Is that German?
Given that several of my friends grew up in northeast Arkansas, I would make a yearly Christmas-break pilgrimage to visit them and their families. My general rule: see as many people as possible, cause as little fuss as possible, and stay no more than two nights at any one house. Even under those circumstances, I could easily be gone for a week.
In the years that have passed, I've managed to forget all but the most amusing—or embarrassing—moments that occurred during those trips. I distinctly remember the drives Monica and I made back and forth to Paragould, and my complete and utter inability to use my normally-excellent poker face against Matthew. Matthew, of course, beat me senseless at poker and made me laugh the entire time.
(Luckily for me, I know Matthew well enough to know better than to play poker against him for money. Ever.)
But Susan's phone call reminded me of one of the most intimidating and embarrassing moments I've ever had on a road trip, one which left me horribly embarrassed at the time, but which I now find hilarious.
To understand my state of mind when this happened, you have to understand that I came from a completely normal, albeit rural, middle-class family. Two respectable white-collar jobs and some family land meant that we lived comfortably, although neither lavishly nor ostentatiously.
My academic scholarships, which were fairly large, allowed me to attend a college that would otherwise have cost well more than we could have afforded. At this school, there were two different camps of students: the affluent students who could easily afford the tuition, and the 'achievers,' the middle-class (or lower, but those were rare) students who were there by virtue of financial aid or academic scholarships.
For the most part, everyone dressed the same, but you could tell the differences in the 'partying' budgets and the type (or absence) of vehicles. There was, at least, a thin veneer of equality between the students—as long as you didn't look too closely, that is.
Susan, I knew, came from the other side of the financial continuum; her father was a doctor. (My faulty memory says that he might have been a gastroenterologist, but I am undoubtedly wrong.) When Susan said that while I would be staying with them, I would be staying in the attic, a lump rose immediately in my throat.
The attic? Who the hell put guests in an attic? What is this, Dickens?
At this point, I should have begun to suspect that I was a bit out of my depth here. But, in my innocence, I did not.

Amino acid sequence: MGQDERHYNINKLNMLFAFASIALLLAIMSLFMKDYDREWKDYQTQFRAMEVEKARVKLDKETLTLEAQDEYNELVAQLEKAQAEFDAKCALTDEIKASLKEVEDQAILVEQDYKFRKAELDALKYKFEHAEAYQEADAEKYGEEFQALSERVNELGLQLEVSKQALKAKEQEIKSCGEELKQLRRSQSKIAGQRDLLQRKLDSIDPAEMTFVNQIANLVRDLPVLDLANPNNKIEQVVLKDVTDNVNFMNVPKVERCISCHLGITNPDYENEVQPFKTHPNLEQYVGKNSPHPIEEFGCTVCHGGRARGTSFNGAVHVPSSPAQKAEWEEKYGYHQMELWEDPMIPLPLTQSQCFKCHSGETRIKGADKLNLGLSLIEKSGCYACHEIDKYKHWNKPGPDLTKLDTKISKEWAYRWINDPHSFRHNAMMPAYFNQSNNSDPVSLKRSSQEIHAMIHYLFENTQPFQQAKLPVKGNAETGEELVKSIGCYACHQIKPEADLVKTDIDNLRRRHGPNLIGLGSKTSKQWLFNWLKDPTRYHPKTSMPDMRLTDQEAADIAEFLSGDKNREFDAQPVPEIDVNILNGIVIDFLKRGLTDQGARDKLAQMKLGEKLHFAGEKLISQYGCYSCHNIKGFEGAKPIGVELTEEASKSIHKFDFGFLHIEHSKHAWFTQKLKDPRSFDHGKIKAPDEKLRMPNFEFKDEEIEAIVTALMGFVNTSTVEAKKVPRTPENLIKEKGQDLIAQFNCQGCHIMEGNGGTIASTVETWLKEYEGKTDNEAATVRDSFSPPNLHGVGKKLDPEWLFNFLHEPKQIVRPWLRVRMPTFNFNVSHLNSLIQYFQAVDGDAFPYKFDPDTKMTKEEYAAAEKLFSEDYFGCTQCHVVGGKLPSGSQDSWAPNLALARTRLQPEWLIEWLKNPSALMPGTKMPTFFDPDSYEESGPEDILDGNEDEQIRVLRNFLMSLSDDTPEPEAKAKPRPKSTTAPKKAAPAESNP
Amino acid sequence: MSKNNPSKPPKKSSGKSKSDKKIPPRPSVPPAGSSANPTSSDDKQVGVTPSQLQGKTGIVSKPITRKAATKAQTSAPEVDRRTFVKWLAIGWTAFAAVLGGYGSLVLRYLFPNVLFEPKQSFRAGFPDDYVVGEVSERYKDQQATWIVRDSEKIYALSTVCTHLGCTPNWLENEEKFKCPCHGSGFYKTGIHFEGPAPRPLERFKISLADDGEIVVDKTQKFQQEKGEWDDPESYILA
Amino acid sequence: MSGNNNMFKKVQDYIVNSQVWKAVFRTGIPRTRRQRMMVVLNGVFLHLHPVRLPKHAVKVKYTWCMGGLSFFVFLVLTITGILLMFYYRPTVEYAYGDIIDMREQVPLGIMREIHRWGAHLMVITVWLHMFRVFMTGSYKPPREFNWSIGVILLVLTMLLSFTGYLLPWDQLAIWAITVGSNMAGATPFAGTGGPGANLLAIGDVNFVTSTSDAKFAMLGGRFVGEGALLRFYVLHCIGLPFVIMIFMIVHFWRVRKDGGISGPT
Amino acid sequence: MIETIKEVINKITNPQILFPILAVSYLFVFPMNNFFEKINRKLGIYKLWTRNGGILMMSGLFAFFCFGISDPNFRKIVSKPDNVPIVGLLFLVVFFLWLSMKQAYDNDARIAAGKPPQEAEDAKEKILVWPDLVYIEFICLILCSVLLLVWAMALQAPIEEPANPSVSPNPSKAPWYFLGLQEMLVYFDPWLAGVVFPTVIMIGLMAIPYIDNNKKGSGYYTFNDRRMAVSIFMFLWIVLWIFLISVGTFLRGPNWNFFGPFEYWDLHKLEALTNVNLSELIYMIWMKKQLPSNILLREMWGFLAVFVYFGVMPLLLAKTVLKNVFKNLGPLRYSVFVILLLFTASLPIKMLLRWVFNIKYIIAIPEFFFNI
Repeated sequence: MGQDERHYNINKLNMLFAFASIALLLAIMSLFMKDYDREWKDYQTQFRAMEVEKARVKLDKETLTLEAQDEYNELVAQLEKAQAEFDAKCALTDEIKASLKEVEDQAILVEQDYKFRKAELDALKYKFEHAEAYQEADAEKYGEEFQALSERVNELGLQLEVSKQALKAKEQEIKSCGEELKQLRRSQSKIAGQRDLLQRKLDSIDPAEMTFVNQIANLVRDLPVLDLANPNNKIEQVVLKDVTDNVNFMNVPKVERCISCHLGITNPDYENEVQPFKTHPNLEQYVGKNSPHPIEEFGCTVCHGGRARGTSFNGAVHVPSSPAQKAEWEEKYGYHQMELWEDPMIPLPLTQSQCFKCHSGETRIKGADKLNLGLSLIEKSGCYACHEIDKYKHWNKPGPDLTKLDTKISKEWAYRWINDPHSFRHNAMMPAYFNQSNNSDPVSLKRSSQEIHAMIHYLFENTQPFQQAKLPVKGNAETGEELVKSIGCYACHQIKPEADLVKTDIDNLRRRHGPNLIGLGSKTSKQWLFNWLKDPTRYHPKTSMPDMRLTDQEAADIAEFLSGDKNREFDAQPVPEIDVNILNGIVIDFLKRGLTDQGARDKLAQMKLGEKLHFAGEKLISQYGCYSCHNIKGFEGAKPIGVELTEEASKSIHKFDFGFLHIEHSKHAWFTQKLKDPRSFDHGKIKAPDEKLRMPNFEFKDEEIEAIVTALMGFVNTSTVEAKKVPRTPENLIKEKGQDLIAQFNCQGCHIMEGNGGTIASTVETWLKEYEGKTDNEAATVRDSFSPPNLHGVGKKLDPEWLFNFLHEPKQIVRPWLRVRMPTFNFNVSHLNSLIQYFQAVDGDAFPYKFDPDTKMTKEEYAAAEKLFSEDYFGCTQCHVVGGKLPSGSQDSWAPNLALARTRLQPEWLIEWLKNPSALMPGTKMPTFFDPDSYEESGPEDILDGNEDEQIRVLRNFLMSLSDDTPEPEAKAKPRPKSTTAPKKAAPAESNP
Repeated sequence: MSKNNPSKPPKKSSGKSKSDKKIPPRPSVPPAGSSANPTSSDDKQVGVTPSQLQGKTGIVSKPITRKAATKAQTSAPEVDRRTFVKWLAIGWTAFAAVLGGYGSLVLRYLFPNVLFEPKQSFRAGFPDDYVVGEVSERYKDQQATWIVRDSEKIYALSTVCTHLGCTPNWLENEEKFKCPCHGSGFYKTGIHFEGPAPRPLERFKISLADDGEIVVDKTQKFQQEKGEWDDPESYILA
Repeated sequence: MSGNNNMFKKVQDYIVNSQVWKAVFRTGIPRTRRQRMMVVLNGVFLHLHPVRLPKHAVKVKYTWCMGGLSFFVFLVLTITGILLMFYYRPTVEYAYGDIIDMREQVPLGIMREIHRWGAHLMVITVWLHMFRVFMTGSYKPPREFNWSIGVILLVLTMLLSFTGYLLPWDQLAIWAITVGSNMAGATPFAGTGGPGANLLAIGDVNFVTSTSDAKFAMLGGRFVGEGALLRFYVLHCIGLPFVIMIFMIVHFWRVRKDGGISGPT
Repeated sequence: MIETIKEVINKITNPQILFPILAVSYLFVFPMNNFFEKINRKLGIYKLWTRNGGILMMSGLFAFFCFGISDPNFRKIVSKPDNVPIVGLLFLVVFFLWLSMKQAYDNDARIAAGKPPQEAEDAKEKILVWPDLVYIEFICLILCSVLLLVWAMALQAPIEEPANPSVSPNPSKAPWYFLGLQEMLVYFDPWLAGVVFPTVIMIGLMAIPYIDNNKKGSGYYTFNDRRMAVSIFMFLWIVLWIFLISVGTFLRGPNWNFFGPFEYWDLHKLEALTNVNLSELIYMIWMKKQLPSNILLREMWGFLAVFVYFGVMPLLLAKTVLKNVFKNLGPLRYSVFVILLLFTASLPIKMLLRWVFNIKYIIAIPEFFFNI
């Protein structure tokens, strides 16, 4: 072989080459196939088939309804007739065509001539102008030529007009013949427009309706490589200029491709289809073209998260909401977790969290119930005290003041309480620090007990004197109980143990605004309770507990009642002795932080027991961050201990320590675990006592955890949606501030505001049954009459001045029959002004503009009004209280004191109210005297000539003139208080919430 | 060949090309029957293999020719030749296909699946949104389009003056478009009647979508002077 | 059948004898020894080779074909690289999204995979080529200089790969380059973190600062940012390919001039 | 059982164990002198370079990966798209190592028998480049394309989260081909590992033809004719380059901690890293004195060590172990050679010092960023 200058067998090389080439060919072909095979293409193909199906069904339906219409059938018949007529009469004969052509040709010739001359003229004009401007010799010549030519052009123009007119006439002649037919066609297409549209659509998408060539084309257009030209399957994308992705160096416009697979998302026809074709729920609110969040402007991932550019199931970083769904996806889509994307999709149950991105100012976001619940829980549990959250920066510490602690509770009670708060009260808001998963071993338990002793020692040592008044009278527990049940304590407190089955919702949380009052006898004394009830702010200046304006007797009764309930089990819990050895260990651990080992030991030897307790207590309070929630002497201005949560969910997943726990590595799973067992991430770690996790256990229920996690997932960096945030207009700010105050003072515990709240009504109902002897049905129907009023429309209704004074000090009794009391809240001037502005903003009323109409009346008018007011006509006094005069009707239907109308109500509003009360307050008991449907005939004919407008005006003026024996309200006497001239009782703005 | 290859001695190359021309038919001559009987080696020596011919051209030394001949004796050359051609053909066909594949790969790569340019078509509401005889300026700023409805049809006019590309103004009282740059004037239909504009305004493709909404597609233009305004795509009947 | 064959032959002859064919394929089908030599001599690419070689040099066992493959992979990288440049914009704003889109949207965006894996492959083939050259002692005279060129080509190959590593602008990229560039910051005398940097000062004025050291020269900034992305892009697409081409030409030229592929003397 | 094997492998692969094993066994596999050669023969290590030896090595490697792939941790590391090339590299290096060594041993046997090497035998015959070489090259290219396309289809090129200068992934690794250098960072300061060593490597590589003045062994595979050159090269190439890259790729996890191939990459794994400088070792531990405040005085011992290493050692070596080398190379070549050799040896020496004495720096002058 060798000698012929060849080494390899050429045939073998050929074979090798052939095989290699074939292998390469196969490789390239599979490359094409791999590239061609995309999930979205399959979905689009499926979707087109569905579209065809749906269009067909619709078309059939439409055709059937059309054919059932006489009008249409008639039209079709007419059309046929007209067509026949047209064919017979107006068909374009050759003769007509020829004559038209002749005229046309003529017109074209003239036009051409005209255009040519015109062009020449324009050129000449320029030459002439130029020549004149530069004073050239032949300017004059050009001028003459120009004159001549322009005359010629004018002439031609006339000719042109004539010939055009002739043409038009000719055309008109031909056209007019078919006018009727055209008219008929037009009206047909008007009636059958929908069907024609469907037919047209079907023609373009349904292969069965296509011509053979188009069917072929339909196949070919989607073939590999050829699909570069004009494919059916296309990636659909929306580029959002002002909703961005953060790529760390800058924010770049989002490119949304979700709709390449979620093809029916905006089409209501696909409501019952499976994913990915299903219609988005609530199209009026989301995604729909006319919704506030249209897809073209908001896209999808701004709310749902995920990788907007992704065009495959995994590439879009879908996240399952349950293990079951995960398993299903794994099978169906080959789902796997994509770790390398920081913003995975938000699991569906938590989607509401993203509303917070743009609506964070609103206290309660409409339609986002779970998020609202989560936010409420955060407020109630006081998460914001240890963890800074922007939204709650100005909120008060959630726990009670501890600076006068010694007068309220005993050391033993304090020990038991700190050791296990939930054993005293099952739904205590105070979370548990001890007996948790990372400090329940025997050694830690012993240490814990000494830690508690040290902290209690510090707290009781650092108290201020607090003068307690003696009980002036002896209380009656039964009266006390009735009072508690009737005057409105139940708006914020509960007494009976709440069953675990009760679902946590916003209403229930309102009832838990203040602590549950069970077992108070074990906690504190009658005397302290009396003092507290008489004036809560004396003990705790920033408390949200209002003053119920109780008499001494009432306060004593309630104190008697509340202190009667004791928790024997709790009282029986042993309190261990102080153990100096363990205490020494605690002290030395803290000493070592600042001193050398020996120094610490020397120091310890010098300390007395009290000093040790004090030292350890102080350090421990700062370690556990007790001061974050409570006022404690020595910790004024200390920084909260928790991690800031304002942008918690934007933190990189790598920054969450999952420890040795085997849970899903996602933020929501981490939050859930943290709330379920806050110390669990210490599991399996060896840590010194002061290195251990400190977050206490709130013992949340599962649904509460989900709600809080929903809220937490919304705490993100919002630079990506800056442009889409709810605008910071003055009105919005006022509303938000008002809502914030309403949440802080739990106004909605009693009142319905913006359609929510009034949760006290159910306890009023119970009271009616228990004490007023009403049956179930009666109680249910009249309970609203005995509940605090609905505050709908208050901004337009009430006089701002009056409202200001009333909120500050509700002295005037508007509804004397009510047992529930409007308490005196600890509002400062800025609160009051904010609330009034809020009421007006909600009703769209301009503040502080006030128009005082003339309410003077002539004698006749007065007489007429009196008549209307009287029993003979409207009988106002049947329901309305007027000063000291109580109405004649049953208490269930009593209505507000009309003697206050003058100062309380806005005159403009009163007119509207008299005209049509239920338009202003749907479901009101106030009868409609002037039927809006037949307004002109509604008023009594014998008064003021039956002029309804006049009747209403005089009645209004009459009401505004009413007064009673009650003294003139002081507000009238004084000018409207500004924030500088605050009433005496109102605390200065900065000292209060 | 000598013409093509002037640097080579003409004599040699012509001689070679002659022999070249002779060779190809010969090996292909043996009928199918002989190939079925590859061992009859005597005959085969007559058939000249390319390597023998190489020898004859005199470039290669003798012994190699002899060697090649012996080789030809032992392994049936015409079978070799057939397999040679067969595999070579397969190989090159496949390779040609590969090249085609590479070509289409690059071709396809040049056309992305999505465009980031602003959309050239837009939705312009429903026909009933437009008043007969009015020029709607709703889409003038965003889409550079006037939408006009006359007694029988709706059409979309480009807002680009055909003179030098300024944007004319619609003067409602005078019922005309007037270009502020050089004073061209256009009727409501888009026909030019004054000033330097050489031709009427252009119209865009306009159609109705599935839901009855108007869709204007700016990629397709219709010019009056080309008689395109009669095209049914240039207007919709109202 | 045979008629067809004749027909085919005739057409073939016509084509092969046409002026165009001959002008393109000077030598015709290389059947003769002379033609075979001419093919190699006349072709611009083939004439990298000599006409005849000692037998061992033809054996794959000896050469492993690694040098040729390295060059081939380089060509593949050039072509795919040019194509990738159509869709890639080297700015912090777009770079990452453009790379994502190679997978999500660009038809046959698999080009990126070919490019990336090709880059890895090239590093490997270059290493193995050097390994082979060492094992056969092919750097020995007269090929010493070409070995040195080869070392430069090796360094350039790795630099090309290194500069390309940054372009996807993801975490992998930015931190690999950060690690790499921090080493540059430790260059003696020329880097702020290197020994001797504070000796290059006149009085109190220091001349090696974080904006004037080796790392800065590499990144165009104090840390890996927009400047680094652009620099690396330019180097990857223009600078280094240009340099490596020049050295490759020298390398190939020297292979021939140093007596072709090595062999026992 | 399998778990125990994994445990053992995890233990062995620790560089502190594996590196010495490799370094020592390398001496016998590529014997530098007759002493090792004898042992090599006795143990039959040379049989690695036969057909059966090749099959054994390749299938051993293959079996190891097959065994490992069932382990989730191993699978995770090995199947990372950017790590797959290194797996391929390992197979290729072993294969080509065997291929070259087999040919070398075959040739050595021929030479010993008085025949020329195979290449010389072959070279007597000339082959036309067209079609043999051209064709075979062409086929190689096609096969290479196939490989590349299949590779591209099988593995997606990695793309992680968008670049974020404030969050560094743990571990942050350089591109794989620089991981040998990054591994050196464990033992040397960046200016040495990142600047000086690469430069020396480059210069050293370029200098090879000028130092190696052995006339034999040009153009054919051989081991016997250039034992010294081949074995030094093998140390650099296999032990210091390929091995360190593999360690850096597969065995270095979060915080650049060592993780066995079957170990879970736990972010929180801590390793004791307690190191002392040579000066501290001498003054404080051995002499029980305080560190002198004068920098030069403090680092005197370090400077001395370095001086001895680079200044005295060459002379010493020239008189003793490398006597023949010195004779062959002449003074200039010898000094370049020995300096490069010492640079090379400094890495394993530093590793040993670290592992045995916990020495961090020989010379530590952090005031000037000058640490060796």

Susan's directions were spot-on, and when I pulled up to the house, I began to understand that their concept of "attic" might not quite match the definition that I'd grown up with. Let's just say their house was a little bigger than the houses I was accustomed to visiting.
I parked my little purple Sundance in the driveway and brought in my one bag. Susan showed me to the attic, which turned out to be fully-furnished and had its own kitchenette and bathroom, and we settled in to talk for a little while before we went downstairs for dinner.
When we came down to the dining room, Susan's mother greeted us with boiled shrimp and cocktail sauce—both weaknesses of mine. We chatted for a little while, snacked on the shrimp, and once Susan's father came downstairs, the four of us settled in for dinner.
Remember what I said about those little quirks of memory, and how they make all but the best (or worst) moments fade away? In the years that have passed, I have forgotten every detail about what we ate, or what the room looked like, but I do remember facing Susan's mother across the table.
I was trying to remind myself to maintain a basic veneer of etiquette, like not commenting on how bloody awesome the house was, or (heaven forbid!) falling face-first into my food and gnawing straight down to the plate, and I thought I was doing fairly well for myself. I thought, even, that my mother would be proud of me for the way I was conducting myself.
…and then it came. The Question.
Susan's mother smiled sweetly at me (a smile that I now know is just as dangerous as Susan's) and said, "I walked outside after you got here, and noticed the stickers on the back of your car. There was one that I didn't recognize. It said 'fukengrüven.' Is that German?"
I look over at Susan, who is trying so hard to repress a howl of laughter that I think that her face will split apart from the pressure. I look at Susan's father, who, behind his beard, is also quite amused.
I look at Susan's mother, who is also smiling.
I realize that everyone at the table knows exactly what that bumper sticker means, and they are just waiting to see how I'm going to handle it. In my case, I handled it by turning bright red, taking a drink from my glass, and quietly choking out the words "No, it isn't." Then very, very rapidly changing the subject. Suddenly even discussing the minutiae of the snow forecast was preferable to trying to explain that no, my bumper sticker wasn't German, it was just obscene.
Susan's never let me forget this. Even after the bumper sticker came down.